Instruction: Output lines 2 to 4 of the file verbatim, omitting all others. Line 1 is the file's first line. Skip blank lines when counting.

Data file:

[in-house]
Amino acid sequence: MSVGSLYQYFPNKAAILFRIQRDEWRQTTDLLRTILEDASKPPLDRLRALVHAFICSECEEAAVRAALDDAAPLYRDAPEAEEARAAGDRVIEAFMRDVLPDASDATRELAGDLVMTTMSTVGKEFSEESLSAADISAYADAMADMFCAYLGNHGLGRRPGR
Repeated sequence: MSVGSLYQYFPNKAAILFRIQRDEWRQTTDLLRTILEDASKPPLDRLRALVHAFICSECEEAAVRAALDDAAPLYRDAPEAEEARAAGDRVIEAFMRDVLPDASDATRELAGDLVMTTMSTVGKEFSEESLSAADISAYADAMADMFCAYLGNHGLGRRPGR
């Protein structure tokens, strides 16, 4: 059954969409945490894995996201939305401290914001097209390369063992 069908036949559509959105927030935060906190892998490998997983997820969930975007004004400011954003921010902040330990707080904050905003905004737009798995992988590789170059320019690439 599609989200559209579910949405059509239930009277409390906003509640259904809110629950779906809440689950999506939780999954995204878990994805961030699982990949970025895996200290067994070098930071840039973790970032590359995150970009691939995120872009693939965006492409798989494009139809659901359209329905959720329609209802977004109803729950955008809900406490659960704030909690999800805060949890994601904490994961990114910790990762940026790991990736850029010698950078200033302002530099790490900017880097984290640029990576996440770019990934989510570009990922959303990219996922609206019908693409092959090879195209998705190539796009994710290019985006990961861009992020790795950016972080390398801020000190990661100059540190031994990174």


Amino acid sequence: MSVGSLYQYFPNKAAILFRIQRDEWRQTTDLLRTILEDASKPPLDRLRALVHAFICSECEEAAVRAALDDAAPLYRDAPEAEEARAAGDRVIEAFMRDVLPDASDATRELAGDLVMTTMSTVGKEFSEESLSAADISAYADAMADMFCAYLGNHGLGRRPGR
Repeated sequence: MSVGSLYQYFPNKAAILFRIQRDEWRQTTDLLRTILEDASKPPLDRLRALVHAFICSECEEAAVRAALDDAAPLYRDAPEAEEARAAGDRVIEAFMRDVLPDASDATRELAGDLVMTTMSTVGKEFSEESLSAADISAYADAMADMFCAYLGNHGLGRRPGR
């Protein structure tokens, strides 16, 4: 059954969409945490894995996201939305401290914001097209390369063992 069908036949559509959105927030935060906190892998490998997983997820969930975007004004400011954003921010902040330990707080904050905003905004737009798995992988590789170059320019690439 599609989200559209579910949405059509239930009277409390906003509640259904809110629950779906809440689950999506939780999954995204878990994805961030699982990949970025895996200290067994070098930071840039973790970032590359995150970009691939995120872009693939965006492409798989494009139809659901359209329905959720329609209802977004109803729950955008809900406490659960704030909690999800805060949890994601904490994961990114910790990762940026790991990736850029010698950078200033302002530099790490900017880097984290640029990576996440770019990934989510570009990922959303990219996922609206019908693409092959090879195209998705190539796009994710290019985006990961861009992020790795950016972080390398801020000190990661100059540190031994990174």